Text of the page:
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Aug 3, 2018

6 min. read

If you drive in Ontario, outside of major urban centres, you’ve seen signs for wildlife crossings.

You also might have wondered, are wildlife collisions actually a big risk? How can they be avoided and what should you do if you accidentally hit an animal? Let’s answer those questions.

How much of an actual risk are wildlife collisions?

In Ontario, wildlife collisions are a real risk. Since 2013, 20 people have been killed and 2,613 people have been injured in collisions with wildlife on Ontario roads1. There has been 145 injuries and one death.

Tortoise crossing the road.

How to avoid hitting wildlife.

You can reduce the chance of a wildlife collision when driving on roads where this is a possibility by doing the following.


  • Pay attention to the signs. They are there for a reason.

  • Drive the speed limit or slower.

  • Slow down at night. Use your high beams when it’s safe to do so.

  • Be especially vigilant at dawn and dusk and in the autumn. Collisions with larger animals are most common in the fall during mating season.

  • Scan the roadsides for animals about to cross. At night watch for shining eyes.

  • Staff Sergeant Carolle Dionne, Ontario Provincial Police spokeswoman, told the Globe and Mail, a driver who sees a large animal in their path should “Look in your rear-view mirror (to check if there is any traffic behind them) apply the brakes immediately and steer straight until you have a chance to slow down to where you can maneuver around the animal.”


  • Swerve. This can cause a much larger accident.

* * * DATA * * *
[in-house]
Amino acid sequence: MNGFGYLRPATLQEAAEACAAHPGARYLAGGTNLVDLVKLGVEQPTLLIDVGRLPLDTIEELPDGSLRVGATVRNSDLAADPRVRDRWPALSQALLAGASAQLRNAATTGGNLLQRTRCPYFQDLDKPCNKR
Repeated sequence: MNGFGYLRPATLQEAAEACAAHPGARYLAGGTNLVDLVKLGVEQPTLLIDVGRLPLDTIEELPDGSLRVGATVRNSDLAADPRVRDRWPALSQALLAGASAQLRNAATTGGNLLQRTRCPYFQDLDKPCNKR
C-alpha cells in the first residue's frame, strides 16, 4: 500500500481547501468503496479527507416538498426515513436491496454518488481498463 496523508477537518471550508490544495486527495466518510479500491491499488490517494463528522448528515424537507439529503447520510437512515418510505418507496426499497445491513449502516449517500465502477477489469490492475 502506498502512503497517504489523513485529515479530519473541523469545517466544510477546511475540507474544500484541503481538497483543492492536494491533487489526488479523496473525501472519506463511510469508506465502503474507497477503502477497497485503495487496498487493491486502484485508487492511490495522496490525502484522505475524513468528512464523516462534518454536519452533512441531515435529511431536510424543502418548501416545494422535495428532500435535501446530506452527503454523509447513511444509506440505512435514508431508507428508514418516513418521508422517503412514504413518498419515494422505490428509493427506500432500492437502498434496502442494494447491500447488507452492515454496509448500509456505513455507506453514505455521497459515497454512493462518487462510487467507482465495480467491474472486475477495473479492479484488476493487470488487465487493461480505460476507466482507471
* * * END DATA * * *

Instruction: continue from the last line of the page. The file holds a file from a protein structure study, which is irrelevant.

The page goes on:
• Stop and get out of your car to encourage the animal across the road (or take a picture).

What to do if you get into a more serious collision with larger wildlife.

  • Pull over to a safe spot and turn on your hazards.

  • Call 911 if needed.

  • Stay away from the animal. You might want to help. Don’t. A wild and injured animal can be very dangerous.

  • Call local police if the animal is in the road and/or needs to be moved.

  • Check your vehicle for damage.

  • Call a tow truck if needed.

  • Report the incident to your insurance company.

Collisions with deer or other animals must be reported to authorities if there is any personal injury, and/or if damage to the vehicle exceeds $2,000.

A moose standing on the side of a road.

Are you covered?

A collision with a large animal can cause major vehicle damage.

You are probably covered if you have collision and comprehensive coverage. Collision coverage provides protection for damage caused by an accident. Comprehensive coverage provides protection for non-accident related claims. Both are optional and both have a deductible.

Be alert, drive safely, don’t speed, and remember that we share the roads with the wildlife of Ontario. Keep yourself and wildlife safe.

1 Car collisions with wildlife are getting worse in Ontario.

The Globe and Mail.

Published, July 2, 2018.

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